The portable heating device or apparatus can include a mechanically actuated air regulator having an air inlet end and an air outlet end, the outlet end being attached to one of the first outlet end and the second outlet end of the manifold, the air regulator for regulating air pressure between zero up to 200 CFM and between zero and 200 PSI.

A method of using a portable heating unit can include the steps of providing a heating chamber with a heating element having an inlet end for directing air into the chamber and an outlet end, providing a manifold having a first inlet end a second inlet end, and a first outlet end and a second outlet end, attaching at least one of the first inlet end and the second inlet end to the outlet end of the heating chamber, attaching at least one of the first outlet end and the second outlet end of the manifold to an inlet of a piping system, generating heated air from the outlet end of the heating chamber, drawing the heated air through the one of the first inlet end and the second inlet end of the manifold and passing the heated air from one of the first outlet end and the second outlet end of the manifold into the inlet of the piping system.

The method can include dissipating external heat from the heating chamber and from the manifold.

The method can include regulating air pressure into the inlet end to the heating chamber between zero up to 200 CFM and between zero and 200 PSI.

The method can include regulating air pressure into at least one of the first inlet end and the second inlet end of the manifold between zero up to 200 CFM and between zero and 200 PSI.

The method can include regulating air pressure into one of the first outlet end and the second outlet end of the manifold between zero up to 200 CFM and between zero and 200 PSI.

The method can include generating compressed air from a compressor into at least one of the first inlet end and the second inlet end of the manifold, and forming a vacuum with a blower to pull air from at least one of the first outlet end and the second outlet end of the manifold.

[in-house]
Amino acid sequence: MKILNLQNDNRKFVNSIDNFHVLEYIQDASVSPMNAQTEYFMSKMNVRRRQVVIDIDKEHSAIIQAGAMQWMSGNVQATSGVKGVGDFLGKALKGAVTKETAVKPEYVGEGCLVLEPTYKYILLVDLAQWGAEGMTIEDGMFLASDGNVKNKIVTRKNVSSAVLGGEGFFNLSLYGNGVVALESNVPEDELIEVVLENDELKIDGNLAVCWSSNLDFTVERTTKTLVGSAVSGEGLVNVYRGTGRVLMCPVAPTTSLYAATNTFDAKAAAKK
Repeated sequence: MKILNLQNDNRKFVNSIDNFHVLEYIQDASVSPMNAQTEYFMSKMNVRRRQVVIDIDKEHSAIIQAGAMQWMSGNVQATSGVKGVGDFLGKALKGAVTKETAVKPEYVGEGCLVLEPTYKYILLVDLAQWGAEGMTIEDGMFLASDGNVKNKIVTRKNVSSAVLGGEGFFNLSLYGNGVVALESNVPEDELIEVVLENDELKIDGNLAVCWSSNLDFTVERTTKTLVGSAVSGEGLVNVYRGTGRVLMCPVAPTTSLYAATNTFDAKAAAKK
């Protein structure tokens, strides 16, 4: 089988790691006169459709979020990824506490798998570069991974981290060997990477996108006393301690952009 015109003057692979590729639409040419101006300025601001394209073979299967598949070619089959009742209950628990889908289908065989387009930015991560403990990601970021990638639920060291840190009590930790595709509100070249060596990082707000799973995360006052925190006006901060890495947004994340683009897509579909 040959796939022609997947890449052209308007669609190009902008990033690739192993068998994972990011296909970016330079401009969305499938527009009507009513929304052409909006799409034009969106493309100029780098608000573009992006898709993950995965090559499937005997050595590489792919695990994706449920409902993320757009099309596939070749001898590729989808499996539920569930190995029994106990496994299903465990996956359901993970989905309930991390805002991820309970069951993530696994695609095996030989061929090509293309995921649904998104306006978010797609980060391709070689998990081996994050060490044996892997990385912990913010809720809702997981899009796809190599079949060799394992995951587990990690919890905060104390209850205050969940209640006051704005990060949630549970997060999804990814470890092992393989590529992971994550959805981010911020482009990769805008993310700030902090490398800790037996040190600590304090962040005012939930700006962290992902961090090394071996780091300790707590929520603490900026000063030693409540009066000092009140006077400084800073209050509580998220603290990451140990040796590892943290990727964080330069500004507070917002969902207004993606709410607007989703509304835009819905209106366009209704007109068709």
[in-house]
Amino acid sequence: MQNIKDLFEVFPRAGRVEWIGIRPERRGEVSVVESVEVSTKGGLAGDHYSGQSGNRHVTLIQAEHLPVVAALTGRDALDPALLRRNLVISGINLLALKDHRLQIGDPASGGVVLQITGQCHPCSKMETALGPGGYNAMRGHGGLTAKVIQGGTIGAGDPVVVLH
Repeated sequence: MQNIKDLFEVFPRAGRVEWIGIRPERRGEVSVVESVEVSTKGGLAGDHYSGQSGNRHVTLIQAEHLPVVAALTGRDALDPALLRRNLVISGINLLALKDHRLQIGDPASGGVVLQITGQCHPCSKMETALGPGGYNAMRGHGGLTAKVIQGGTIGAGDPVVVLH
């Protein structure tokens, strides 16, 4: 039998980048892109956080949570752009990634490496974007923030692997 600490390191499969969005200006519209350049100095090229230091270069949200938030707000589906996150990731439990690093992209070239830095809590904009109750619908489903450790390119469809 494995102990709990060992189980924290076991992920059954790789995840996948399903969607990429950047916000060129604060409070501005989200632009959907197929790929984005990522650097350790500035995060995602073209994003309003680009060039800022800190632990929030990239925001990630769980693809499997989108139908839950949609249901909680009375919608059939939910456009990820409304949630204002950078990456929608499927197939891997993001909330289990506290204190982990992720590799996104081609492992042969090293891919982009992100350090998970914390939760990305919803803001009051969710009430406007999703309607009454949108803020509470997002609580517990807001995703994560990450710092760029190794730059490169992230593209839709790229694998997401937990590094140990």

The method can include dispensing a liquid coating into an inlet of the piping system and generating a sand emission into another inlet of the piping system. The Air Distribution Manifold in combination with air regulator assembly or shut off valves can be used to regulate air during the sanding stage and during the coating stage.

A portable heater unit for a piping system can include a heating chamber with a heating element having an inlet end for directing air into the chamber and an outlet end for emitting heated air therefrom, a manifold having a first inlet end a second inlet end for drawing air therethrough, the manifold having a first outlet end and a second outlet end for passing air therefrom, at least one of the first inlet end and the second inlet end being attached to the outlet end of the heating chamber, and wherein at least one of the first outlet end and the second outlet end being attached to an end of a pipe, a heater control valve for operating the heating element in the heating chamber, a first shut-off valve for opening and closing the first outlet end of the manifold, a first handle for operating the first shut-off valve, a second shut-off valve for opening and closing the second outlet end of the manifold, a second handle for operating the second shut-off valve, heater heat dissipating legs attached directly to the heater for dissipating heat from the heater chamber, manifold heat dissipating legs attached directly to the manifold for dissipating heat from the manifold, and quick disconnect fittings attached to the inlet end of the heating chamber, and attached to at least one of the first inlet end and the second inlet end of the manifold, and attached to at least one of the first outlet end and the second outlet end of the manifold, each quick disconnect fitting having opposing clamp edges and protruding portions between the clamp edges, wherein each quick disconnect fitting lockably attaches to another quick disconnect fitting by rotating the clamp edges of each fitting about the protruding portions of each fitting.

The novel invention has applicability in the heating of the interior surfaces of metal and nonmetal pipes. In a process of drying, cleaning, and application and drying of an internal barrier coating of a pipe, heat can be used to accelerate the various processes used in preparing the inside of pipes for receipt of an internal barrier coating. Heat can also be used to accelerate the curing process of the barrier coating applied to the inside of the pipe.

Further objects and advantages of this invention will be apparent from the following detailed description of the presently preferred embodiments which are illustrated schematically in the accompanying drawings.

BRIEF DESCRIPTION OF THE FIGURES

FIG. 1 is a top front perspective view of a heating and air distribution module apparatus for use in the invention.

FIG. 2 is a top rear perspective view of the apparatus of FIG. 1.

FIG. 3 is a top view of the apparatus of FIG. 1.

FIG. 4 is a bottom view of the apparatus of FIG. 1.